WASHINGTON (CNN) - White House aides are worrying about President Donald Trump's Thanksgiving holiday at Mar-a-Lago. The legislative agenda after tax reform is very much up in the air. And how can Congress work to avoid a government shutdown?
These stories are all part of this week's "Inside Politics" forecast, where you get a glimpse of tomorrow's headlines today.
1) Trump, Twitter and his Mar-a-Lago trip
President Trump will spend Thanksgiving at Mar-a-Lago, his golf resort in Palm Beach, Florida. He has called the property the "winter White House," since he spends many weekends there in the colder months.
But some White House staffers are not looking forward to the president's Mar-a-Lago holiday.
As the New York Times' Michael Shear explains, the trip south doesn't necessarily mean all quiet on the White House front.
"If you talk to White House aides, they will tell you they worry when the president goes down to Mar-a-Lago because he has a lot of time on his hands and he tends to tweet and he tends to sort of rant about things," Shear says. "You'll remember that the tweet about President Obama wiretapping him came during a ... Saturday morning when he was at Mar-a-Lago."
2) Tax reform... then what?
House Republicans are still celebrating passing their tax proposal. The Senate will take up its own version after the Thanksgiving break.
But the question still lingers: What happens after that?
Getting tax reform done by the end of the year will be tight, considering how few legislative days are left on the calendar. Another factor hanging over Washington right now is the legislative confusion about what the priorities will be afterward.
Politico's Eliana Johnson reports the White House and Congress really aren't on the same page.
"I'm really struck by the extent to which there is no agreement between the White House and Congress on what the next agenda item is," Johnson says. "You hear things -- from welfare reform to infrastructure to a DACA fix -- but I think this is the first time in decades that there is no sense in what comes next on Capitol Hill."
3) Working to avoid a government shutdown
While the Hill is honed in on tax reform, there is also that pesky little problem of keeping the government funded. The problem is, time's a ticking. Congress has until Dec. 8 to pass some sort of spending bill or a short-term fix.
Rachael Bade of Politico said that the major players are aware of the timeline and the shutdown threat.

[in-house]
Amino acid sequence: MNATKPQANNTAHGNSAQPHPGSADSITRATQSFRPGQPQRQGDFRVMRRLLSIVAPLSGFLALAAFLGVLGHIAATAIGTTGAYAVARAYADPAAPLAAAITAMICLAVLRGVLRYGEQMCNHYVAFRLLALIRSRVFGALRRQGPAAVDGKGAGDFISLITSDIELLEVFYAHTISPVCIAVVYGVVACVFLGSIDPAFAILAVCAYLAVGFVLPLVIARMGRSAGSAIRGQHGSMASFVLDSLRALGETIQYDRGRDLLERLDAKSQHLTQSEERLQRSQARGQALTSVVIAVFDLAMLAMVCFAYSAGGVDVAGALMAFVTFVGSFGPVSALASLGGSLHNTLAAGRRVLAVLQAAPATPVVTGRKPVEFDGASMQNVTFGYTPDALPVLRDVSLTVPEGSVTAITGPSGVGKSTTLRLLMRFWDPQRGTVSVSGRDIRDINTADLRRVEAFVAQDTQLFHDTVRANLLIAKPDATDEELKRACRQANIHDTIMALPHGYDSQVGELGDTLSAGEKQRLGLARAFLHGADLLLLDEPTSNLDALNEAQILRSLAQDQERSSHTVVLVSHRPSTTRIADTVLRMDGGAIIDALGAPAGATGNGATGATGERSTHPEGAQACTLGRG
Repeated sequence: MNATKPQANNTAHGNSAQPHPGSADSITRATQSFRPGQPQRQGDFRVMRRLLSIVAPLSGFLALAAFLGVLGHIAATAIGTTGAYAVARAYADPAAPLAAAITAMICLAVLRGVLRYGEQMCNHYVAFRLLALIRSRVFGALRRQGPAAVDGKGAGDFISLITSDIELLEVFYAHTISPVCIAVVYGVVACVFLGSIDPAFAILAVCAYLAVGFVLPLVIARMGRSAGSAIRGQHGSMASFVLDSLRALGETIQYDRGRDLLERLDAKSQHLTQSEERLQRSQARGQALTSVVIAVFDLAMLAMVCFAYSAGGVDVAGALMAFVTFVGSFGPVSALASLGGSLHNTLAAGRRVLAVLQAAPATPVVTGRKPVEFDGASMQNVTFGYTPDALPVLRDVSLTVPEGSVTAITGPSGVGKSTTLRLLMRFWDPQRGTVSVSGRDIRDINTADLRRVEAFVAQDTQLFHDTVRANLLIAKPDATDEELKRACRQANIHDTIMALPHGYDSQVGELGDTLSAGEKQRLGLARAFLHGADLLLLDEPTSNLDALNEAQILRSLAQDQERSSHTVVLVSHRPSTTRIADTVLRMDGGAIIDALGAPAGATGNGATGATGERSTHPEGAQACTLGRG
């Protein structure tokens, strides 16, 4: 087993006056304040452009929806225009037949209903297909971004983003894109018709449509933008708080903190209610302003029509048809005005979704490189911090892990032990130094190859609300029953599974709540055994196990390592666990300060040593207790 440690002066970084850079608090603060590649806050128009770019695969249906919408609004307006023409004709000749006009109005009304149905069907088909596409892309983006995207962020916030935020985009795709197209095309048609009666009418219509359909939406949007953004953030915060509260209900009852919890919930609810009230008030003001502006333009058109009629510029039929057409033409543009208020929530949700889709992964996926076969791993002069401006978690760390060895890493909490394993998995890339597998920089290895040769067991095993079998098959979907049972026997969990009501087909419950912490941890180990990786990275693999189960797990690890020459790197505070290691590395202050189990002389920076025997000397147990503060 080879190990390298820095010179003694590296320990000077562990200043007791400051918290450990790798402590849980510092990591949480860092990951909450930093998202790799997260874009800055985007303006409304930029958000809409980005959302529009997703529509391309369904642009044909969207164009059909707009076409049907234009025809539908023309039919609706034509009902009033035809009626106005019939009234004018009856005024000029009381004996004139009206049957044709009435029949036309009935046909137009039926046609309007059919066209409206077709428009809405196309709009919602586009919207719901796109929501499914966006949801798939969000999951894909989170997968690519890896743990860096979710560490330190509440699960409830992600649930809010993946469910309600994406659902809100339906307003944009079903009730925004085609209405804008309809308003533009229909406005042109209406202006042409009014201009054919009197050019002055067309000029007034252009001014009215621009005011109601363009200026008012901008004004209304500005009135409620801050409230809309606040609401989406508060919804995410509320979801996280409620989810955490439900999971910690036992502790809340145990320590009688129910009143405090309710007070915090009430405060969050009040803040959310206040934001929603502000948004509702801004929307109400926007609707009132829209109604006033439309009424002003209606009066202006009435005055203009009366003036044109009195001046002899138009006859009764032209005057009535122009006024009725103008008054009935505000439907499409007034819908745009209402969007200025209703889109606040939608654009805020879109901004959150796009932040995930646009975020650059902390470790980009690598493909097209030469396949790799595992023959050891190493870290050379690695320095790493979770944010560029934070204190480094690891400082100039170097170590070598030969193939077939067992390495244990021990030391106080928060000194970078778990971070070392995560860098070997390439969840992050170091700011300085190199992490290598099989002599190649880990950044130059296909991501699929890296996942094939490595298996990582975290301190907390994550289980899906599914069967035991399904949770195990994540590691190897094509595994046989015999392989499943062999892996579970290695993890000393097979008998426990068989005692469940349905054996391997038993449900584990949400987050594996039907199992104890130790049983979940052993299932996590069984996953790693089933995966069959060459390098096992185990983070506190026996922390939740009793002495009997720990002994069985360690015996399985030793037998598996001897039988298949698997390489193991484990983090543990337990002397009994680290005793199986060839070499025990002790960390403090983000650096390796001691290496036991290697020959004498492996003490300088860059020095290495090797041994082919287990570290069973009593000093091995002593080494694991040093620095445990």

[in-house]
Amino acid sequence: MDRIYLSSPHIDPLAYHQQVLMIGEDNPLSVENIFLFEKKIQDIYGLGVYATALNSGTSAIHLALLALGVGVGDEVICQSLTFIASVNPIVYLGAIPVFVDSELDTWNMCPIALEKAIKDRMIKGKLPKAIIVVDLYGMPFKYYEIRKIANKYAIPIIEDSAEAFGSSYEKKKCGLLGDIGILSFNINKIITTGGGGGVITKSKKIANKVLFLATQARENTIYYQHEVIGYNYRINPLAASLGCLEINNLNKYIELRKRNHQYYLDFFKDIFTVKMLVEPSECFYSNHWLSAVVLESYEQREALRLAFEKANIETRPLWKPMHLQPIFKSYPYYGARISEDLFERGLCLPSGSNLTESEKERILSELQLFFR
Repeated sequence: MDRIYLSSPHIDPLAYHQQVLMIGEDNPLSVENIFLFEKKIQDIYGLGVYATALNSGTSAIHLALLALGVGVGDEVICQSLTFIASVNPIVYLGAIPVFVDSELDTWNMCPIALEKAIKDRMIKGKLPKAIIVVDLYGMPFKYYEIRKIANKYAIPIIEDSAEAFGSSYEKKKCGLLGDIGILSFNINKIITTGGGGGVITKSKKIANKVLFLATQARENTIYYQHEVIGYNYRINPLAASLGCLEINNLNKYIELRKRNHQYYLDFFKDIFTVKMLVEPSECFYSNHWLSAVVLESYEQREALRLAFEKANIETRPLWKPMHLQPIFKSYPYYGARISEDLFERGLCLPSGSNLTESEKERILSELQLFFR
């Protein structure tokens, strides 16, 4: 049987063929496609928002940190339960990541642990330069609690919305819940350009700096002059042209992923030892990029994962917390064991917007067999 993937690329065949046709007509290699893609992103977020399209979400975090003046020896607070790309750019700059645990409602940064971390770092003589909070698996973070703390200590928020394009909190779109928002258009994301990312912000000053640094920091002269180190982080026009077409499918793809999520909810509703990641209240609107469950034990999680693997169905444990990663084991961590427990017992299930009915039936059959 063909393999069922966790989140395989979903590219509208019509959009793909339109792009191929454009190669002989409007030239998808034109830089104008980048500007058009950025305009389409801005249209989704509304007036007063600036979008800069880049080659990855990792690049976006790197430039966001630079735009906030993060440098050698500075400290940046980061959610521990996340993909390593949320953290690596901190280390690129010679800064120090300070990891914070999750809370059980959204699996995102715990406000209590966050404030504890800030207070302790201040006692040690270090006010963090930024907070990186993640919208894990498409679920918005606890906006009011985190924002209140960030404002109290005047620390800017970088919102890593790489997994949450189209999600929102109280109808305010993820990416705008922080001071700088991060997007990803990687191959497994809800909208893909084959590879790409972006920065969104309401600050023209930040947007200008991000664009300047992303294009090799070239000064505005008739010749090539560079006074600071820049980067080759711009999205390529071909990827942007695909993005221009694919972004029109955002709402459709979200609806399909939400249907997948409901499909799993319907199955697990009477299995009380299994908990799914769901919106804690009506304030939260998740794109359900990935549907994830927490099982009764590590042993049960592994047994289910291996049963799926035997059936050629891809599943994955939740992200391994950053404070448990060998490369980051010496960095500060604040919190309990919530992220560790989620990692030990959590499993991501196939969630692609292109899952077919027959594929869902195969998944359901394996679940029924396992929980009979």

"The Big Four in Congress ... Speaker Paul Ryan, [Majority Leader] Mitch McConnell in the Senate, the Democratic leaders Nancy Pelosi and Chuck Schumer, are quietly sort of negotiating a year-end spending deal," Bade reports.
"They are running out of time and they're terribly far apart right now, with Democrats still pushing for a DACA fix and a solution for Dreamers. Republicans are worried that if they increase spending without offsets and do a DACA fix that the far right is going to totally go off the rails."
4) Will Congress reauthorize NSA surveillance programs?
The investigations into Russia's interference in the U.S. election have also focused the Hill's attention on national security and American intelligence gathering. Congress is examining the government's use of surveillance programs.
One, that's up for a big re-authorization fight is the Foreign Intelligence Surveillance Act, which lets the U.S. government collect intel about foreign agents on American soil.
The Washington Post's Karoun Demirjian explains that it's another ticking clock for Congress as soon as they get back from break.
"They have until the end of the year to reauthorize it, but if they're going to be able to actually do it, they probably have to do it in the budget, so we're talking about a matter of days here at this point to reauthorize what's the NSA's most important surveillance program," Demirjian says. "This could be a major problem if this goes off the books. And right now, the culture that we're in has so many questions about what the government's looking at or not because of this whole Russia claim."
5) Why 2018 may be the year of the woman
It's a question asked every election cycle: Will it be the year of the woman? That phrase reflects what happened back in 1992, when Congress welcomed a variety of new female members. There were many factors for the increase, including the Clarence Thomas confirmation hearings and the sudden spotlight on sexual harassment in the workplace, which energized women to run and vote.
Fast forward to 2017, and there are similar conversations happening now. As CNN's Nia-Malika Henderson explains, that could affect how 2018 shapes up. She got an early look at what data the Center for American Women in Politics is examining right now.
"As with 2017, there could be a number of firsts in 2018. Arizona and Tennessee could get their first women senators," Henderson says. "There could be a record number of women veterans running for office, particularly in House races where the number of women candidates is almost already double what it was at this point in 2015."
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